"I don't think so. It's just stuff happens when you work with a machine, always breaks part. Then, you call people to come fix it. That's how it goes," Atia explained.
Subway's track record has not been good with inspectors returning eight times in 2016 and seven times in 2015, again due to violations not being corrected.
But Atia feels confident the repeat violations are a thing of the past now.
"Everything is running cold now. Everything is fixed so thank God," Atia said. Yummy House
Yummy House China Bistro at 2620 East Hillsborough Avenue in Tampa is very popular for its 'Salt and Pepper Calamari' but it's also been popular with inspectors over the last three-years from 2015 to 2017— as they've had to go back 24-times to re-inspect.
The state wrote up 200 violations in 2017 with dangerous food temperatures, a repeat issue.
In October hot food was not hot enough and below the minimum of 135 degrees with duck at 109-degrees, ribs at 111-degrees and pork at 108-degrees.
And cold food was not below 41-degrees as required by Florida's food safety standards with butter at 50-degrees, cream at 48-degrees and cut lettuce at 79-degrees.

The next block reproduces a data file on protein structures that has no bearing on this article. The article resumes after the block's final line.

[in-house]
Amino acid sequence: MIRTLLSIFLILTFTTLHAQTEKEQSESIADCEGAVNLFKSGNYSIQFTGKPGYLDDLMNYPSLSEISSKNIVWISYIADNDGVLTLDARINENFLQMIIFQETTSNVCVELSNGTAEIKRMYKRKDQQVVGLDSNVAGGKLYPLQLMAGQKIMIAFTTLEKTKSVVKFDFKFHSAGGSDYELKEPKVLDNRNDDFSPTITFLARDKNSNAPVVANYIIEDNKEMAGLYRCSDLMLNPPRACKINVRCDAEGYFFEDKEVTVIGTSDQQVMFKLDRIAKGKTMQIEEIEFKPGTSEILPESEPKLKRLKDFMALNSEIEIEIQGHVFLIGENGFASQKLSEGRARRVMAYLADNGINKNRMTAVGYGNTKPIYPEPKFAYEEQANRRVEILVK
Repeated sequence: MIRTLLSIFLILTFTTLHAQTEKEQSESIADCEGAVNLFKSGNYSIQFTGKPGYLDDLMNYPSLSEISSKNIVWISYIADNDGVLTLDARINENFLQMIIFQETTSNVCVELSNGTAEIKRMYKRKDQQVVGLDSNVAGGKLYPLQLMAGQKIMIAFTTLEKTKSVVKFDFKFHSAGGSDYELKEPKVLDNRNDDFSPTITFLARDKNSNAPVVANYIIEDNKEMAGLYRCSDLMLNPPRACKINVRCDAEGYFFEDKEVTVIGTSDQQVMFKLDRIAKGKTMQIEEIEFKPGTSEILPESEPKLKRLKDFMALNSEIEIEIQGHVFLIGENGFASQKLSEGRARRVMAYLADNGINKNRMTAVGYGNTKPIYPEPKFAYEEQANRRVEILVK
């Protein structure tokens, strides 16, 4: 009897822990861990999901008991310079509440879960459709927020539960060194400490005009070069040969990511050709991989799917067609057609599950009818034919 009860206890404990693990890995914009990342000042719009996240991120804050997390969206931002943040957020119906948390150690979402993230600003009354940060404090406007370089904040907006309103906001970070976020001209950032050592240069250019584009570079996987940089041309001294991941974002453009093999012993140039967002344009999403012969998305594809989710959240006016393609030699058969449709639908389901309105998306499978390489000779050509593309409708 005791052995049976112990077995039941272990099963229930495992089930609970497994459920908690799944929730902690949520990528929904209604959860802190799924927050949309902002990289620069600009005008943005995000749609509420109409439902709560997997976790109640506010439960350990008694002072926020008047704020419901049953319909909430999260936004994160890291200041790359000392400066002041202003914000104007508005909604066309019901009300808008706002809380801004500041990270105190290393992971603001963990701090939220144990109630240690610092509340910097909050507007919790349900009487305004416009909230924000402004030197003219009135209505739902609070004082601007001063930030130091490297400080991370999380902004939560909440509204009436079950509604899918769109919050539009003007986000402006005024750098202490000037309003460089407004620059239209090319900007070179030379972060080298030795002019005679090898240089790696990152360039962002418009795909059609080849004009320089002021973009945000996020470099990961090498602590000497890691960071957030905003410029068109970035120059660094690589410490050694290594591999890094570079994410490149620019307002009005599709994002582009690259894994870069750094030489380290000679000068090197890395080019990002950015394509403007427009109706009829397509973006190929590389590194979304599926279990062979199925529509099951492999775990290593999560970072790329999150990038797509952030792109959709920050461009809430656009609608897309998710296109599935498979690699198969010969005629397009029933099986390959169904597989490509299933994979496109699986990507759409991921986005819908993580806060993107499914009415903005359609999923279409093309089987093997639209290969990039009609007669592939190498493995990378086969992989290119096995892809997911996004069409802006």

Other serious violations documented this last year include cross contamination issues with raw animal food stored over ready-to-eat food in the walk-in cooler. The cook not using soap or hot water to wash his hands and just a few months before that, dead roaches and roach droppings were spotted under the bakery oven and in the server's station. Other small insects were seen along the cook's line and prep area. Food was not date marked, the dish machine was not sanitizing properly, black/green mold was discovered in the ice machine.
And many of these are repeat violations with warnings given due to food safety violations not being corrected.
And repeat violations are nothing new for Yummy House.
According to the state's inspections, in 2016 there were 225 violations documented with more dangerous food temperatures held greater than 41-degrees in the cooler.
The food items include beef strips at 48-degrees, shrimp at 44-degrees, crab at 45-degrees, duck at 49-degrees, chicken at 47-degrees, calamari at 46-degrees, raw pork at 45-degrees, calamari at 45-degrees, and fried tofu at 47-degrees.
Also in 2016, a roach infestation closed Yummy House for two days after inspectors found dozens of live roaches near the prep table, cooling rack, sinks and other parts of the kitchen and roach droppings in other areas too.
All those conditions caused the state to issue an administrative complaint and fines the restaurant $2,000 for repeat violations not fixed.
Yummy House Statement:
"Every day we come to work to take care of our customers and it is the American dream that I am expanding, which is the reason for some of the extra inspections. Our customers have always been invited into our kitchen and that will never change."
-John Zhao, Owner of Yummy House
The List of Repeat Violators
The following restaurants have also had repeat violations. Click the location name to see full reports.